This code requires all of our necessary gems and also configures our DataMapper resource model, called VerifiedUser. Our VerifiedUser model only has 4 parameters – an auto-incremented id, a phone number, the verification code and a flag to determine whether or not the number has already been verified.

We then finish up by automatically migrating our database to the latest model definition. This is an extremely convenient feature of DataMapper, as it eliminates the need to write manual migrations or maintain your database schema using queries rather than application code.

Next we are going to add the following block to app.rb:

This block creates a new instance of Twilio::REST::Client, which lets us easily communicate with the Twilio API via our twilio-ruby gem. We are storing our account credentials in environment variables, so that they are not hardcoded in our application. Hardcoding your API credentials can be a security risk if you are sharing your code with other collaborators. We also store an SMS-enabled Twilio phone number in an environment variable so that we can use it later to send the user their verification code via text message.
You can set these variables by using the following shell commands and replacing the dummy strings with your valid Account Sid, Auth Token, and Phone Number that you have purchased in your Twilio dashboard.

We end our before block by detecting whether or not an error has been reported in our GET parameters. As you may have noticed in the views above, we use this error flag to tell the user if their phone number or verification code is not valid.

Step Three: Adding Application Logic

Now we can start creating our routes. The first route we need to create is our index, which displays the initial registration form:

This is extremely simple, and simply renders our index.erb view for the user. Next we need to create our register route, which handles the initial user creation and code generation aspects of our application:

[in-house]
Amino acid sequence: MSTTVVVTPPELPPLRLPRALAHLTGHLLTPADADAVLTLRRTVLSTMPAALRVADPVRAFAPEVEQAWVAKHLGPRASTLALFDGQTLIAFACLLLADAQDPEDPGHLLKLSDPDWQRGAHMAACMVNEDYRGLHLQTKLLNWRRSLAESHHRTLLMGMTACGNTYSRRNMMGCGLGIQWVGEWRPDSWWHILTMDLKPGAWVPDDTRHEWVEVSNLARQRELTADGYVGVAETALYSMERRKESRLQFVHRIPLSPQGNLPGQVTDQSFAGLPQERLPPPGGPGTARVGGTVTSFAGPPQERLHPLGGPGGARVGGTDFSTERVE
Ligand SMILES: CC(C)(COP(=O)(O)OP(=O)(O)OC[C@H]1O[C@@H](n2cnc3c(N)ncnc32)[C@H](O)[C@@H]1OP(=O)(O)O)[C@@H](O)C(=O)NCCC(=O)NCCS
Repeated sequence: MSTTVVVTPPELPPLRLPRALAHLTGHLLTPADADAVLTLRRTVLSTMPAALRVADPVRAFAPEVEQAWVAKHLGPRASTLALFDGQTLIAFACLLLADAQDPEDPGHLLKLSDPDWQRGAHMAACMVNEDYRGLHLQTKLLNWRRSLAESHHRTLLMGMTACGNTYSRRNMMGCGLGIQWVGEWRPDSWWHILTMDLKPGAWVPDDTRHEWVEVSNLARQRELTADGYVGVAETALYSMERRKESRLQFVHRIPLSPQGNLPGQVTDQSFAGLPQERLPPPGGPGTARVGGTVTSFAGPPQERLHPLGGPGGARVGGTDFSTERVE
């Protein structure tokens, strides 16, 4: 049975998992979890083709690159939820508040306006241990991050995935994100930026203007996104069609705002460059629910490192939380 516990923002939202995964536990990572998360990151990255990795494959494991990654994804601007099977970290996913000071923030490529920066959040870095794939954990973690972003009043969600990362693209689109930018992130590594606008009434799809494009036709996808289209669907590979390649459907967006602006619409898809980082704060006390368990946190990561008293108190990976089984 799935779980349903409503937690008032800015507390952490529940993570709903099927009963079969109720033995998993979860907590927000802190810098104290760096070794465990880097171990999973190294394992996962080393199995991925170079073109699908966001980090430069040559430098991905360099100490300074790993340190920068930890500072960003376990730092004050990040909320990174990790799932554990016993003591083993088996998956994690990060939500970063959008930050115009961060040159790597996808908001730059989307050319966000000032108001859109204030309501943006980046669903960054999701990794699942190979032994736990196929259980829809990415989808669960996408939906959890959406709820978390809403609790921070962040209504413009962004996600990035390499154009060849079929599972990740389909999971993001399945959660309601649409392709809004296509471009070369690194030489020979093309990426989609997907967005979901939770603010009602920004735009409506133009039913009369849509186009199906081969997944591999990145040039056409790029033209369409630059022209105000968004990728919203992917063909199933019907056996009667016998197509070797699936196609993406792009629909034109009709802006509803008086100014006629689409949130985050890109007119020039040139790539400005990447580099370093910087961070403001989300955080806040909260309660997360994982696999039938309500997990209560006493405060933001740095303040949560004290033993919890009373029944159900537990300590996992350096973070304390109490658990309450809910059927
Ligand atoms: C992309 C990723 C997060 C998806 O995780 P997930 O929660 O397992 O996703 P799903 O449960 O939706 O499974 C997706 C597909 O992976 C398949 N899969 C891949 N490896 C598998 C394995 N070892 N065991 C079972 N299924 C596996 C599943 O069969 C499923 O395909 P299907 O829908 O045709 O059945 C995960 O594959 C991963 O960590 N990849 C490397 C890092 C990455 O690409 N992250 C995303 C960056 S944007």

Note that we sanitize our user input before querying the database. We use this user input to either update or create an entry in our VerifiedUser table – we use first_or_create to ensure that we do not have duplicate phone number entries.

If the user is already verified, we redirect them to the verification page so that we do not verify them again. If they have not yet verified their number, we generate a new code using the Ruby ‘rotp’ One-Time Password gem, save it in the VerifiedUser table, and send it to them using Twilio SMS. We then render our register.erb view which prompts the user to enter the code they received as a text message.

Lastly, we have our verify route:

You may have noticed that both our verify and register routes support GET and POST requests. This is because of how we handle errors using the sinatra redirect helper. It is simpler to allow the routes to handle multiple methods than to duplicate code.

In this method we look up the user again. If they have not verified their number already, we confirm that their code is correct and set their verified flag to true. If it is false or if there is some error, we redirect them to the verification page.

And that’s it, run the application with ruby app.rb and try it out!

Now you can go ahead and start adding SMS-based phone verification to your own applications to keep your users safe and add another level of trust to your account system.
If you would like to see the full, working example you can find it on Github

Here are some tips for when you implement similar code in a production environment:

  • Always make sure to sanitize your user inputs
  • Consider using JavaScript to make the user experience more seamless
  • Validate phone numbers in the browser before attempting to send an SMS message
  • Add verification via phone call as a backup method

If you have any questions or comments please tweet @jonmarkgo or e-mail jonmarkgo@twilio.com!